Date of Award

4-27-2009

Degree Type

Thesis

Degree Name

Master of Public Health (MPH)

Department

Public Health

First Advisor

Dr. Ike Okosun - Chair

Second Advisor

Dr. Michael Eriksen

Abstract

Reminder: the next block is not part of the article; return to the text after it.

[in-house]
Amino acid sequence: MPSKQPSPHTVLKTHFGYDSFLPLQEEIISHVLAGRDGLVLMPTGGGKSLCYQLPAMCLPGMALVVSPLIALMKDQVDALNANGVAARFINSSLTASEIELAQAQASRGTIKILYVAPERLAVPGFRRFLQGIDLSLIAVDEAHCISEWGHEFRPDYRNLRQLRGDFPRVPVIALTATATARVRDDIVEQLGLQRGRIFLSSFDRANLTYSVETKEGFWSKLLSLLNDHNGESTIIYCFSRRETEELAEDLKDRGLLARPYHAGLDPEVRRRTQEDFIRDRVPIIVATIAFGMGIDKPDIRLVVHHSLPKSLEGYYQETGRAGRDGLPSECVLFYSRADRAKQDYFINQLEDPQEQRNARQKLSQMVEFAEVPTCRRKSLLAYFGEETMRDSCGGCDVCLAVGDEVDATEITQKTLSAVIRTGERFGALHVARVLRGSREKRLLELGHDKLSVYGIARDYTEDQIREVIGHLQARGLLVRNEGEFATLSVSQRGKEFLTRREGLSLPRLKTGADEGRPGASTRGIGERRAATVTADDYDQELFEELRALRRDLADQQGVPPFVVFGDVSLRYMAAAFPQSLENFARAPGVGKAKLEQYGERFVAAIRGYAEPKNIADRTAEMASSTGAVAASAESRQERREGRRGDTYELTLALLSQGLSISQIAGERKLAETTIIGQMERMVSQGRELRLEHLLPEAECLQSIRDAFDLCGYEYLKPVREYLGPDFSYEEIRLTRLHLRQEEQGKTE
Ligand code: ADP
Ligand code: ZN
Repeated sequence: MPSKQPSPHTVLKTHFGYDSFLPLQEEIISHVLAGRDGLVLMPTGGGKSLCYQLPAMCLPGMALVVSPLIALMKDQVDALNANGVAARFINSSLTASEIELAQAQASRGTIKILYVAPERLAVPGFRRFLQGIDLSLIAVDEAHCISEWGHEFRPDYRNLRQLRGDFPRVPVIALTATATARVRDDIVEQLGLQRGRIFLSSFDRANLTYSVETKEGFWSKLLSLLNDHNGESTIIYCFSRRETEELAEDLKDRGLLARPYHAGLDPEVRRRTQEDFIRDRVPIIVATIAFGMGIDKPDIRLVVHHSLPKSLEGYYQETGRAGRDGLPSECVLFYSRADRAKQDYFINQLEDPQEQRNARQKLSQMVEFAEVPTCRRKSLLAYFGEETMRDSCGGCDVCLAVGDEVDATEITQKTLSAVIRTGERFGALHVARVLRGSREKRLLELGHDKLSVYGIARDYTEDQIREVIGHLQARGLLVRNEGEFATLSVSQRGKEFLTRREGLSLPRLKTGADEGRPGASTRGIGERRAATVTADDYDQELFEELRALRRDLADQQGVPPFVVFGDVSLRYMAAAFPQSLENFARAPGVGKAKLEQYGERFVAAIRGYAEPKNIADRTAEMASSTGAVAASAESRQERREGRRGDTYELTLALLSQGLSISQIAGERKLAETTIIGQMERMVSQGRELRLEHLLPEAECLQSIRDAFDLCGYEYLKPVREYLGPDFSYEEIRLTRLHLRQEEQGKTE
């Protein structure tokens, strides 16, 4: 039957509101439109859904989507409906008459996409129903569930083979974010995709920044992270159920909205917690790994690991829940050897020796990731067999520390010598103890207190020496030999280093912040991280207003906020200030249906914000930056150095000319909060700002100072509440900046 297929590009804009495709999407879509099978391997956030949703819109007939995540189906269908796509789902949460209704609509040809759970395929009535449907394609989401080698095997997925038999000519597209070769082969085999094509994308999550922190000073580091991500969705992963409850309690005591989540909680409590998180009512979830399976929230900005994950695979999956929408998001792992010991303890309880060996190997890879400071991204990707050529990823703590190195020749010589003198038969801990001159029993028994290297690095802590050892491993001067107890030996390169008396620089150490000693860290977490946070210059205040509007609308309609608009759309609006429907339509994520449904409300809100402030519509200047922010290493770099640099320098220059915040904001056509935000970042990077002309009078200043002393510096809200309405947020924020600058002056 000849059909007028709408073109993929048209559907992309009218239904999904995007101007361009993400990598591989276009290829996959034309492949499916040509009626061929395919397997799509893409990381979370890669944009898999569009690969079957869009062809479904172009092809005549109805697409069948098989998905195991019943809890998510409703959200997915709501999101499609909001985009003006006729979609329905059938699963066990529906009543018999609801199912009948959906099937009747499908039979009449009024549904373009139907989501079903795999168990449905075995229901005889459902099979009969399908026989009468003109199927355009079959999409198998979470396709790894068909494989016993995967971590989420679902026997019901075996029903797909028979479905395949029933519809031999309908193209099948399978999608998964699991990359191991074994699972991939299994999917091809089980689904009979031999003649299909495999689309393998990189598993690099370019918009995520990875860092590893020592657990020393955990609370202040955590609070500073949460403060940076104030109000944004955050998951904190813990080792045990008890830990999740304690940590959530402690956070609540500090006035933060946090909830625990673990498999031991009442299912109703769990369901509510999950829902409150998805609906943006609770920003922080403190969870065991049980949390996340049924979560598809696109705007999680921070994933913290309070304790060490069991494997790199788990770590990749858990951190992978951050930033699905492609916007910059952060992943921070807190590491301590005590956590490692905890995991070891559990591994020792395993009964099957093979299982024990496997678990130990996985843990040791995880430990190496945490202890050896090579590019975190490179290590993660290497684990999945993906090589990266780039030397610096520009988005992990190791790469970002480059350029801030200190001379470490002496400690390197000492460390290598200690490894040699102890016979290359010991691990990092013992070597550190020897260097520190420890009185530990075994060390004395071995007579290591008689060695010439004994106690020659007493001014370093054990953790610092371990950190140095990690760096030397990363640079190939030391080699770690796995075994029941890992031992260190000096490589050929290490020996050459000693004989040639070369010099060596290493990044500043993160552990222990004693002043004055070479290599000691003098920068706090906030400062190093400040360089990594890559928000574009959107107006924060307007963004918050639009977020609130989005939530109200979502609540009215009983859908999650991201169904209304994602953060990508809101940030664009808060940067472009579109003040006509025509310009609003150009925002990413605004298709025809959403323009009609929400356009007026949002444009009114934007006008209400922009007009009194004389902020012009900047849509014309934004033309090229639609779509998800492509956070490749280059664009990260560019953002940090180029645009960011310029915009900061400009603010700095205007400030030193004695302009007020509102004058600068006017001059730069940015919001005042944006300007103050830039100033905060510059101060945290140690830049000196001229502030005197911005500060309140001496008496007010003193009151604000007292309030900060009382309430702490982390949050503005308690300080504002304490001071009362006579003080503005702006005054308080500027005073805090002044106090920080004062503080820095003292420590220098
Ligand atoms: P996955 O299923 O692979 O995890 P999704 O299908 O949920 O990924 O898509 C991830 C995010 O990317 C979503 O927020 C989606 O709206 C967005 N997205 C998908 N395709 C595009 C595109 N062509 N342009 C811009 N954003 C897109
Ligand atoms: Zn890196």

Despite the minimum legal drinking age of 21, many underage persons regularly purchase alcohol from licensed alcohol establishments. The purpose of this study was to determine the establishment, geographic, and community economic and demographic characteristics that are associated with illegal sales of alcohol to underage persons in Georgia. Multivariate logistic regression analysis was used to determine factors that were associated with illegal sales of alcohol to underage persons of Georgia. Statistical adjustments were made for ownership type (e.g., corporate owned), region (e.g., southeast Georgia, metro-Atlanta), rural vs. urban area, and many community economic and demographic variables (e.g., unemployment rate, minority populations). Overall, underage subjects attempted to purchase alcohol in 2949 off-premise establishments from July of 2007 to June of 2008. Compared to corporate-owned establishments, institutions not owned by corporations were associated with increased odds of alcohol sale to underage persons, adjusting for other independent variables. Establishments that are located in counties with a high density of alcohol outlets were much more likely to sell alcohol to underage persons. To reduce underage drinking in Georgia, beverage law enforcement should increase monitoring of non-corporate owned establishments and areas with a high density of alcohol outlets. Overall, responsible beverage service training of both corporate and non-corporate employees may help in reducing alcohol sales to underage persons in Georgia.

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